1. The plaintiff in T.S. No. 89 sued for declaration of title to and joint khas possession in a 7 annas, 17 gandas share of a tank alleging purchase by him from Ardha and Pasupati Chandra Eay Choudhury by a kobala on 18th November 1929. He claimed to have been in possession of the tank through a tenant, and alleged that the defendant 1 Manujendra had set up title and had had his name recorded in the settlement records. Defendant 1 contested the suit and claimed title by virtue of a kobala dated 13th March 1930 from the same vendors, Ardha and Pasupati. One Gosto, a tenant of the plaintiff, also sued the same defendants for his tenancy right in title Suit No. 88. The suits were decided by the same judgment. The trial Court held that the plaintiff was the benamidar of his vendors Ardha and Pasupati, but that he was entitled to maintain a suit as such a benamidar; it found against the title of defendant 1 and decreed Suit No. 89 accordingly. It dismissed the tenants's Suit No. 88. The plaintiff then appealed in T.A. No. 375 of 1934 claiming a decree for a full title in his own right and impugning the decision that he was a mere benamidar. Defendant 1 appealed in T.A. No. 397 of 1934 claiming title under his kobala. The tenant also appealed. The lower Appellate Court upheld the finding that the plaintiff was a benamidar and dismissed his appeal; it also found that defendant 1 had title, and allowed his appeal. The tenant's appeal was dismissed. The plaintiff now prefers this second appeal.
2. Two points are argued for the plaintiff-appellant, first that his appeal against the Munsiff's finding that he was a benamidar was not properly considered by the lower Appellate Court and secondly that as regards the finding of the triat Court that defendant 1 had acquired no title to the tank, the judgment of the lower Appellate Court is not a proper judgment of reversal. For the respondents it is pointed out that it was not the case of any party to the suit that the plaintiff was a benamidar for Ardha and Pasupati, the plaintiff's case was that he acquired title by his kobala, while the defendants' case was that the document was a nullity and represented a bogus transaction. Hence, if the Court finds that the plaintiff has no title as claimed by him, his suit should be dismissed; there being concurrent findings of the two Courts that the plaintiff has failed to prove his title based on his kobala this Court should not interfere. On the other hand, it is clear that if the plaintiff is found to have title then no title could in any event pass to defendant 1 by his later kobala and on this view it is not necessary to consider the question as to the finding that defendant 1 had acquired no title, and the learned advocate for the respondents was not heard on the point.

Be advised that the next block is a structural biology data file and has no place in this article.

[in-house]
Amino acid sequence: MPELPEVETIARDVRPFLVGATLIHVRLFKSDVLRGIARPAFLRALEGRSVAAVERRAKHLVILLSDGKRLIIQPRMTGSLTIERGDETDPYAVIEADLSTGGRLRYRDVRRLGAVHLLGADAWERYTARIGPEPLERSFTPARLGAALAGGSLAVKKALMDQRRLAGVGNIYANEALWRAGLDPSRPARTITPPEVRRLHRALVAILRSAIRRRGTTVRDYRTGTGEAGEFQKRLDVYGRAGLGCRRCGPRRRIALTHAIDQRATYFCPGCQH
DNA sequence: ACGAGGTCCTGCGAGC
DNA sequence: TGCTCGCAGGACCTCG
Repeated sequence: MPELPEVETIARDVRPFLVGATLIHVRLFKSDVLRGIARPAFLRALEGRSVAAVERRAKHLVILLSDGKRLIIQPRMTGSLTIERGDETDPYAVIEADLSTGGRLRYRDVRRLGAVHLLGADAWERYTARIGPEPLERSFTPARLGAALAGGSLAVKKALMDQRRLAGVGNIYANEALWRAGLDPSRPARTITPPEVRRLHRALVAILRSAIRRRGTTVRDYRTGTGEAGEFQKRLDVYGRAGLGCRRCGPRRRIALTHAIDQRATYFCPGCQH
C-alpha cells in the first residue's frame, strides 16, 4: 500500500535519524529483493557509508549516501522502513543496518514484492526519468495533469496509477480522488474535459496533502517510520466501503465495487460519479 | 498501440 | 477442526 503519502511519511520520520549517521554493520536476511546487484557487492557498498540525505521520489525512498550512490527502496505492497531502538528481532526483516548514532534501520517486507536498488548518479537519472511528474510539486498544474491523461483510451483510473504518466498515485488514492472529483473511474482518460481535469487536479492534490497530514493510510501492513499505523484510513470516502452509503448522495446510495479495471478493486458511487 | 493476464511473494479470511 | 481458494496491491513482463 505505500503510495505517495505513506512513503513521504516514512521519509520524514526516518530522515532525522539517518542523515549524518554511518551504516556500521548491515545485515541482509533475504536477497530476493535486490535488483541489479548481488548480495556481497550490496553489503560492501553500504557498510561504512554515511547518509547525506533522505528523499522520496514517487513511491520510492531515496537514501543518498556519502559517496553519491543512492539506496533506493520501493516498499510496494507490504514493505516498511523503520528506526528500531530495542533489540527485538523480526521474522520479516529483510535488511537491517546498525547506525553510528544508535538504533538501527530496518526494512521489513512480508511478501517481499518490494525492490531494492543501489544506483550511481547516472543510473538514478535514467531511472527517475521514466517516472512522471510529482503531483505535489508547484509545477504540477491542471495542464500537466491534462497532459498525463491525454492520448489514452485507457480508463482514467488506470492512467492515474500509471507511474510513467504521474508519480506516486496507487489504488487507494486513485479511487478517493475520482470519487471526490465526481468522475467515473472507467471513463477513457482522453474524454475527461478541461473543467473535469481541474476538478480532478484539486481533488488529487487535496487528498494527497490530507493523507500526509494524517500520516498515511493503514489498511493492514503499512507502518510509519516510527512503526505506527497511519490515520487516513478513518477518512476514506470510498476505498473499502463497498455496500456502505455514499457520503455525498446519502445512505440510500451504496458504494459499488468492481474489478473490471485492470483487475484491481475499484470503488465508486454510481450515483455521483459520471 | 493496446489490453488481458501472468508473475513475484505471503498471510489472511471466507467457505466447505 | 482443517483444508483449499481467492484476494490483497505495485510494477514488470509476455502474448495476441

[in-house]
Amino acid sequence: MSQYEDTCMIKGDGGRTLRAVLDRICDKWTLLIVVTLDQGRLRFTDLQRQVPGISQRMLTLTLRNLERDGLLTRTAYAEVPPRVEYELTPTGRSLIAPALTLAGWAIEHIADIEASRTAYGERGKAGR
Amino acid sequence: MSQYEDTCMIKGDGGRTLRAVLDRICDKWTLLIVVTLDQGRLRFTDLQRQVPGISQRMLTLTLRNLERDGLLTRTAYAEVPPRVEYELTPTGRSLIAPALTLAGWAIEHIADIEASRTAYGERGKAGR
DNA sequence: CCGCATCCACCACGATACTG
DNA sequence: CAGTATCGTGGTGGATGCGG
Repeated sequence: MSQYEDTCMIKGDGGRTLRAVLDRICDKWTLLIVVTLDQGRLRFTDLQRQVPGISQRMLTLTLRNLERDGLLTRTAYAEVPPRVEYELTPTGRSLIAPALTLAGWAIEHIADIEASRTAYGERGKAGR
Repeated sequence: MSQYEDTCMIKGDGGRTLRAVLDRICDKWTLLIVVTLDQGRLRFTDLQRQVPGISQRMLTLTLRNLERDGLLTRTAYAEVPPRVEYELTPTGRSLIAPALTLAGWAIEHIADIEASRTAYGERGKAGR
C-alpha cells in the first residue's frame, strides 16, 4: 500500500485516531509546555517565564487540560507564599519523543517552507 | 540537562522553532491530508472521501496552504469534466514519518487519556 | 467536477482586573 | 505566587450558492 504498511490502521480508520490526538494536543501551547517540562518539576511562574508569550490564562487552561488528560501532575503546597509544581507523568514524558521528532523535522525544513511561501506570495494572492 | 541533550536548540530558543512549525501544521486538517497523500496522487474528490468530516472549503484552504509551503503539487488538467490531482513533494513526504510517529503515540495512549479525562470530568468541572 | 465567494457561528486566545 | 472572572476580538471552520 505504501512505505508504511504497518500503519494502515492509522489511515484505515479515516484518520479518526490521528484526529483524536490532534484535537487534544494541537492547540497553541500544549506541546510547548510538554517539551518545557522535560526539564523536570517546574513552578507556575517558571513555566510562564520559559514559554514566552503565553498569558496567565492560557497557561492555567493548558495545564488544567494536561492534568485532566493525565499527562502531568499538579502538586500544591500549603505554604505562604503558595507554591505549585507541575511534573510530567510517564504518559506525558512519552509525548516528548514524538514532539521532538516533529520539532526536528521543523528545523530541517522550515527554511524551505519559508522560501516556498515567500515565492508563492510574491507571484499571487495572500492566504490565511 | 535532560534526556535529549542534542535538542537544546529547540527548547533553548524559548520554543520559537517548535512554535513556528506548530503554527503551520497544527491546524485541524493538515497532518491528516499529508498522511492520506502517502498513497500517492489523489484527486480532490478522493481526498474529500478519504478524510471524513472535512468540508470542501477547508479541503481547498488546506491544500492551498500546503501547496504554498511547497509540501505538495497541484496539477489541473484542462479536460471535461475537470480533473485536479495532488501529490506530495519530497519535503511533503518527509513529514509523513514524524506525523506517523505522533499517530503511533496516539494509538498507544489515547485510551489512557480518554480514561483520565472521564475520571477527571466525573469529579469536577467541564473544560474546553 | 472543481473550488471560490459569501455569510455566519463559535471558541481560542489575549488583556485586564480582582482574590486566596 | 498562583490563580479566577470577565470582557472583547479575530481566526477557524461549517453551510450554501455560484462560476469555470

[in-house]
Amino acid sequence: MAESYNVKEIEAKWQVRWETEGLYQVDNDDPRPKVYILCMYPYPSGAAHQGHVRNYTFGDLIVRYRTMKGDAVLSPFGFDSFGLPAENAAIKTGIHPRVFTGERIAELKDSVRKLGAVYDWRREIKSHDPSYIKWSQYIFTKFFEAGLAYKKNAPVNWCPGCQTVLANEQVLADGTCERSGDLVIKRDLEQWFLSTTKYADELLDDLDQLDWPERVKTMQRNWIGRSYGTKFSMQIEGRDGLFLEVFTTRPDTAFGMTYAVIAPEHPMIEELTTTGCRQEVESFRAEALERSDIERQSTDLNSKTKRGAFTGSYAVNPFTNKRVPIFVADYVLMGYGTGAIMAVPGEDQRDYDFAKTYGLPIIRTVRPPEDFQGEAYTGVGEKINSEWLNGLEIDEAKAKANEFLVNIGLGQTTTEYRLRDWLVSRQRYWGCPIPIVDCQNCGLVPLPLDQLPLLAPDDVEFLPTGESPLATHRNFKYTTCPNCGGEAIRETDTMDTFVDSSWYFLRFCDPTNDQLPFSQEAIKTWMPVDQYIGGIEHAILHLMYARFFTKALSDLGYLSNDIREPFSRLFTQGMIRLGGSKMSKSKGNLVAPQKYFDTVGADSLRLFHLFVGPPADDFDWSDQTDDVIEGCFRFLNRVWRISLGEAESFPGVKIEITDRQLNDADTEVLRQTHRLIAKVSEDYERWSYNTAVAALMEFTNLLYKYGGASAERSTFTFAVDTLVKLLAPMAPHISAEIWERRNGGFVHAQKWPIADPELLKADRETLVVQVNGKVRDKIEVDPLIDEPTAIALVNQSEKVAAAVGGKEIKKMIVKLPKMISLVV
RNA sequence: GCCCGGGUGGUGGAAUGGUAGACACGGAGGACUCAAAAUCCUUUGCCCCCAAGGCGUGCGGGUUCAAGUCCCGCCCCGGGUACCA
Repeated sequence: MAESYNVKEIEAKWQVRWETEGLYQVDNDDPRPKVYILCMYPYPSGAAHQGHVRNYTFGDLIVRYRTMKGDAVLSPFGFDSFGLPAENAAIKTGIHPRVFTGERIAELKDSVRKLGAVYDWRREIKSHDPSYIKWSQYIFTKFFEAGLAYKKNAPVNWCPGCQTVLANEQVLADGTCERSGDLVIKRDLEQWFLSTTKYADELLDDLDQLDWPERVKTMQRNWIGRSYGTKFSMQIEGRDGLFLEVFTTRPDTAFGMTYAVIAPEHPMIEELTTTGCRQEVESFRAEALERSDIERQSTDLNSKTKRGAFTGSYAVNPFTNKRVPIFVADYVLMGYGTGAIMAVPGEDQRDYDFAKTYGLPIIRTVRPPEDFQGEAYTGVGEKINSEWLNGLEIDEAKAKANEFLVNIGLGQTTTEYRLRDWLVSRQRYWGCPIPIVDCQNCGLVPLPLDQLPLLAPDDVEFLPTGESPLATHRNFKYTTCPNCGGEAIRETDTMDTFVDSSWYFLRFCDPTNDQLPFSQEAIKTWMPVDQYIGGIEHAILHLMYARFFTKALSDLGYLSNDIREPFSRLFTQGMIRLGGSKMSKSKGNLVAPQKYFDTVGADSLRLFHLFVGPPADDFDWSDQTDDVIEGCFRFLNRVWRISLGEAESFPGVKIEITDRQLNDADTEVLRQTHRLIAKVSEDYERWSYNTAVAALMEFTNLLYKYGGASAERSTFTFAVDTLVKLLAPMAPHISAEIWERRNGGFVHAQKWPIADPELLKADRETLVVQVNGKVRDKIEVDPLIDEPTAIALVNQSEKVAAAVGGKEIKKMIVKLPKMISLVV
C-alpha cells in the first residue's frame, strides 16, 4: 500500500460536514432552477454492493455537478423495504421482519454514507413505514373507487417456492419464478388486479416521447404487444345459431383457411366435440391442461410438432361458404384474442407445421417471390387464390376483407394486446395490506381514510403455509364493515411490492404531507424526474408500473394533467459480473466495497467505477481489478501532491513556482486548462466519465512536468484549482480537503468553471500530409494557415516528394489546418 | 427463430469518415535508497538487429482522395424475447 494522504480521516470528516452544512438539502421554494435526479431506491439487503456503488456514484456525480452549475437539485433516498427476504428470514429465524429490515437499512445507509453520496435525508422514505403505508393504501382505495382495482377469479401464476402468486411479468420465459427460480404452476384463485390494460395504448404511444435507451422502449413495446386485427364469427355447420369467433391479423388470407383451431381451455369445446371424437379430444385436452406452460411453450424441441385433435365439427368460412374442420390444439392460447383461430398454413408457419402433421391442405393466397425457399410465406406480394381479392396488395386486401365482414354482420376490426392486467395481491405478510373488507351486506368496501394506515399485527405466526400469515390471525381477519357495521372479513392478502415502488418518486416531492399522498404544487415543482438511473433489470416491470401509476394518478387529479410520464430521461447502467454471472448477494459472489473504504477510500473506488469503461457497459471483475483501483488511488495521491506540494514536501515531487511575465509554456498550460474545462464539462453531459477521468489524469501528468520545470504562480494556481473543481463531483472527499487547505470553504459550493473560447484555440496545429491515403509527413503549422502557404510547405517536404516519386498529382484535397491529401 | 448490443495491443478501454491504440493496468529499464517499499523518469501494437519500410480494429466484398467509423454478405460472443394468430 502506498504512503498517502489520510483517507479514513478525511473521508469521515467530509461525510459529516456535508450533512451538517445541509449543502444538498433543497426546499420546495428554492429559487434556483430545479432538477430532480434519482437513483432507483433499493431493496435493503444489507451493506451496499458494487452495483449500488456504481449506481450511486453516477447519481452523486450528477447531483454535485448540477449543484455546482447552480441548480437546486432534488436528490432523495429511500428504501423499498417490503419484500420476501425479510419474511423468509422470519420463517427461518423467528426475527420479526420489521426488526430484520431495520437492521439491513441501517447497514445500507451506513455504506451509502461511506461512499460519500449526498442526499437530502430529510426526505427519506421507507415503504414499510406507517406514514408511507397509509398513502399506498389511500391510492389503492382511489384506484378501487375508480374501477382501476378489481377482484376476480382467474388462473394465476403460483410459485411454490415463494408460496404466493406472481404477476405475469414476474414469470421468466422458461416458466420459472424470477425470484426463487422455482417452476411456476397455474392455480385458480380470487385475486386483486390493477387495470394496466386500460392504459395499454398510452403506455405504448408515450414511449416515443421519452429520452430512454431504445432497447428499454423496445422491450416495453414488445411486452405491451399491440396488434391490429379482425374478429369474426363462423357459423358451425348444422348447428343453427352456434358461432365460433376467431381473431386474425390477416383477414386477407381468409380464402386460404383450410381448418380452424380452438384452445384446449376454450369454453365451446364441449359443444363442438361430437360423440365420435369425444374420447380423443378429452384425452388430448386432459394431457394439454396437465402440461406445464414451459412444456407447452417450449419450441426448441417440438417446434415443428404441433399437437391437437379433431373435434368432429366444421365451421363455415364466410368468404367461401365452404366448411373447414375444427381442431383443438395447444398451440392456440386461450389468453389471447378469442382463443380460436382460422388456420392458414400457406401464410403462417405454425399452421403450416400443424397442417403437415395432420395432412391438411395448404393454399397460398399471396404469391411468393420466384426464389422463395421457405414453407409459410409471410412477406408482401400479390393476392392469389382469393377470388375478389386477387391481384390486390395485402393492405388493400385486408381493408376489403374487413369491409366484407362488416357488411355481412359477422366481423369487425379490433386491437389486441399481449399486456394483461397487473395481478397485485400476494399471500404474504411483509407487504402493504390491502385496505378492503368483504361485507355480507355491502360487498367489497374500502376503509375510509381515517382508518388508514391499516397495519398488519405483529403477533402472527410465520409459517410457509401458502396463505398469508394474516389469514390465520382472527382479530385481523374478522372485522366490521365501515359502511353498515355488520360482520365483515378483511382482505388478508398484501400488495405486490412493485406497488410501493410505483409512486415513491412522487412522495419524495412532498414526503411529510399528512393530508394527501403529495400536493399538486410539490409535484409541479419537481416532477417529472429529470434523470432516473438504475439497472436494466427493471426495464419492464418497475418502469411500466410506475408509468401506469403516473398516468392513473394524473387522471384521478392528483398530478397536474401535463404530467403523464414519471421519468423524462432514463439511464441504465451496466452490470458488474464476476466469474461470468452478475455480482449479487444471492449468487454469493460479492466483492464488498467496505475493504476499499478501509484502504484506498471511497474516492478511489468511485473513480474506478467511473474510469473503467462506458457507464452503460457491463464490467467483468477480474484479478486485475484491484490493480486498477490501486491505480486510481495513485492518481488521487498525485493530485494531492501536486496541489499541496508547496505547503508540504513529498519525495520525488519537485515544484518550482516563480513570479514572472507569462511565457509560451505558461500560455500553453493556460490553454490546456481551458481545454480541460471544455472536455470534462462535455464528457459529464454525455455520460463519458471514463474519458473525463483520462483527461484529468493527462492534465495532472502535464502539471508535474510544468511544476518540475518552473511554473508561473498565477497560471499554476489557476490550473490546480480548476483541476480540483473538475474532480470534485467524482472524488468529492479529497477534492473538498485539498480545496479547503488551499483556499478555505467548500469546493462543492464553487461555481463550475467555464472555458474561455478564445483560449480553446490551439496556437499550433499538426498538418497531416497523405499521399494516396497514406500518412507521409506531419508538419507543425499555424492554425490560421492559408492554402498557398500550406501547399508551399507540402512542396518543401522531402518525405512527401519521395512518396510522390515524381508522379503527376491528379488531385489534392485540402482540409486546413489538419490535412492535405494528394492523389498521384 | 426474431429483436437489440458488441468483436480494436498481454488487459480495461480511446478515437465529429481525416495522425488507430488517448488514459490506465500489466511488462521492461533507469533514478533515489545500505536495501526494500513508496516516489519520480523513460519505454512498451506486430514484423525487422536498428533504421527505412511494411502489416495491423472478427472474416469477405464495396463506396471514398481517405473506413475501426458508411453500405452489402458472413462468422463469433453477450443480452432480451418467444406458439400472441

3. We are of opinion that the contention of the respondents is sound, and that the decision of the case turns solely on the question whether the plaintiff's kobala is held to be a genuine document as alleged by him. The case in Gur Narayan v. Sheolal Singh (1918) 5 A.I.R. P.C. 140 has been cited to support the appellant's contention that he may have a decree as was granted by the trial Court even if he be held to be a benamidar, but the facts here are quite different from the facts of that case. There the transfer was by a third party to one Mahesh Lai, and the defendants there alleged that Mahesh Lai was a benamidar for one Rafiuddin, and hence could not maintain the suit as one of the plaintiffs. This contention was overruled. In the present case it is nobody's contention that the plaintiff is a benamidar for his vendors; the plaintiff himself denies it; the vendors are parties to the suit, but do not appear and the defendant contends that the plaintiff's document is a nullity. The Court must choose between these two cases, there is nothing to found a finding that the plaintiff was a benamidar for the vendors. Thus, if the plaintiff fails in his case his suit must be dismissed on the ground that he has no title. If he succeeds he must clearly obtain a decree, as the sub. sequent transaction of sale by his vendors could not then affect his title. Whether the plaintiff fails or succeeds it is not necessary to decide as to the effect of the disputed, kaifiyat in the defendant's document. The learned Munsif discussed in detail the transaction of sale to the plaintiff, and held that it was not a real transaction. The learned Subordinate Judge in appeal has also dealt with the question at some length, though admittedly he has nothing new to say on the subject. It is urged that his dealing with the matter is not adequate. We have considered the judgments on this subject, and also the evidence and we are unable to agree with this contention; we are of opinion that the question of fact is finally decided against the plaintiff, and that he has acquired no title by his kobala. His suit must therefore be dismissed for the reasons given above.